So they can’t afford a let down, there is too much at stake, plus the Caps have some tough games coming up away from home.

Notes: Roman Hamrlik and Knuble were back in the lineup for the suspended Mike Green and scratched Jeff Halpern. Both were solid in their 13:29 and 11:26 of ice time, respectively…Matt Hendricks and Semin had the other goals. Both played excellent games with #28 getting two points and being a +2…Karl Alzner and John Carlson did a nice job against a red hot Boston line of Lucic, David Krejci, and Tyler Seguin. Both Krejci and Seguin were held off of the scoresheet…Washington finally won the special teams battle for the first time since 2/17 going 1 for 3 on the PP while killing both Boston man advantage situations (thanks to @JapersRink for that info).

 

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Boneheaded Hockey Costing Caps

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Boneheaded Hockey Costing Caps

Posted on 07 March 2012 by Ed Frankovic

To win in sports, you not only have to work hard, but you also have to play smart.

On Tuesday night at the Verizon Center the Washington Capitals had the first part of the above equation firing 49 shots on goal on Carolina goalie Cam Ward (46 saves). However, they failed several times to make the correct decision on “hockey plays” and lost, 4-3, in overtime to the Hurricanes. It was the Caps third straight defeat, in a game they sorely needed, and they stay in ninth place in the Eastern Conference, two points behind the Winnipeg Jets, with 16 games remaining.

Coach Dale Hunter was brought in last November primarily to try and get the Capitals to play better defensively. Hunter instituted a system that was designed to allow fewer odd man rushes against. For the most part it has worked, but on this night, it didn’t matter what system the team was playing because the team had key mental breakdowns in crucial situations.

  • On the third Canes goal Dennis Wideman, with defensive partner Mike Green already up by the opponents cage, chose to take a Baltimore Oriole like swing at a bouncing puck at the Carolina blue line instead of backing up. Naturally #6 missed like the O’s normally do and Brandon Sutter went in on a breakaway to give the Hurricanes a 3-2 lead just 105 seconds into the third period
  • Then after the Caps rallied to tie the game on a beautiful passing play between Brooks Laich and Marcus Johansson with just under three minutes remaining, Wideman in overtime decided to go after another less than 50-50 puck in the offensive zone. He was once again unsuccessful and as a result the Canes had a two on one break to score the game winner when Green didn’t play it correctly and allowed the puck carrier to make a pass for an easy shot.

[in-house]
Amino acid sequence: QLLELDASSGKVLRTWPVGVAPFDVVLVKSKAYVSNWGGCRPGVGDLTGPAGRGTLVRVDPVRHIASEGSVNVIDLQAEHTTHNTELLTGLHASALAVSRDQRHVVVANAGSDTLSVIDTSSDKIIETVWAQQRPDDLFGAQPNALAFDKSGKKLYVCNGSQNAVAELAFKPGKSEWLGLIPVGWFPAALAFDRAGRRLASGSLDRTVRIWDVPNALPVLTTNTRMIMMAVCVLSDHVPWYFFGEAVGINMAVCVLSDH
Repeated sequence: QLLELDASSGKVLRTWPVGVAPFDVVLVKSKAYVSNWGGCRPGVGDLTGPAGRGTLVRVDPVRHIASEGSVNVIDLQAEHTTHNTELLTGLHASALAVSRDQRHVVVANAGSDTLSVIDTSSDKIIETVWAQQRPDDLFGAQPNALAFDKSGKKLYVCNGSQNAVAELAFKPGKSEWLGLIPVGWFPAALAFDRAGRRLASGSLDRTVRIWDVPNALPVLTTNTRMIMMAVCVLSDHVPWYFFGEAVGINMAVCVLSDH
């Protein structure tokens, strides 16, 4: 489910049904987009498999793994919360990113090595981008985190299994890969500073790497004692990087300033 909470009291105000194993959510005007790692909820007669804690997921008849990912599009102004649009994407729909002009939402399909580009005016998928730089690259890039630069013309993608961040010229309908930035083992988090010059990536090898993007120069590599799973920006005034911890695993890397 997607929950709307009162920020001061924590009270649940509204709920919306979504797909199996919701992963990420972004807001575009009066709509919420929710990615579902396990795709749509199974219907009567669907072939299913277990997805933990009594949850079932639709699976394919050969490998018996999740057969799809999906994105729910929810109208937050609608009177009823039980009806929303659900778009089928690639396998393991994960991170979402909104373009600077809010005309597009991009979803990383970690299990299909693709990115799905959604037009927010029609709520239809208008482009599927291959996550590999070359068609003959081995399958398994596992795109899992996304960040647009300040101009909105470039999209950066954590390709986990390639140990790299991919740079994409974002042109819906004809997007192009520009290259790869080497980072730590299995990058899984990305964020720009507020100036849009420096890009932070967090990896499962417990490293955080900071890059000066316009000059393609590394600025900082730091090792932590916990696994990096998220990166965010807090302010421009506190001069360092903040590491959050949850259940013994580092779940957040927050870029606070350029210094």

• You can add to the list a complete defensive zone coverage breakdown that occurred just 40 seconds after the Caps took a 2-0 lead. Matt Hendricks and Troy Brouwer both got caught watching the puck carrier and Jirl Tlusty received a pass from Jerome Samson for a tap in goal.
  • Less than four minutes after that, Alexander Ovechkin tried too much one on one play in the offensive zone and turned the puck over. The Canes would go the other way and score when Green lost Chad Larose at the side of the net. It was another goal Michal Neuvirth (32 saves) had no chance on. Had the Gr8 simply passed the puck to an open point man, the Capitals likely would have kept possession of the puck in that sequence and Carolina doesn’t take advantage of a bad Caps turnover. Again, another mental mistake.

This pattern is what I call “boneheaded” hockey. What makes it more troubling is it is coming from players who have been in the league quite a bit. Some will try and blame Hunter for this but at this stage the players should know better. Case in point, with the Caps up 1-0 early in period two, rookie defensemen Dmitry Orlov had to make a split second decision on a puck in the offensive zone. #81 correctly chose to back up instead of gambling and seconds later Washington got the puck back and Orlov’s shot was put home by Jay Beagle. Smart hockey there by a rookie, so if he has it down don’t tell me the coaches aren’t teaching it. The mental mistakes are on the players and they have to decrease them drastically if Washington wants to claw its’ way into the playoffs.

This loss puts the Caps 1-2-1 with one game left on this five game homestand. Washington needed a minimum of six points on this stay at the Verizon Center and even with a win over Tampa on Thursday night, they will only get five points. That is not going to be an easy task as the Bolts have been rolling thanks to the play of Steven Stamkos (48 goals). The Capitals may catch a break though, as Lightning goalie Mathieu Garon was injured in a 7-3 loss to Ottawa on Tuesday night. Tampa’s weakness all season long has been goaltending.

So the Caps have a chance to expose an opponents weakness to obtain a key win on Thursday night. But Washington has weaknesses too and one big one right now is bad decision making. It is time for the boneheaded hockey to stop if the Caps want to have any chance of participating in the post season this spring.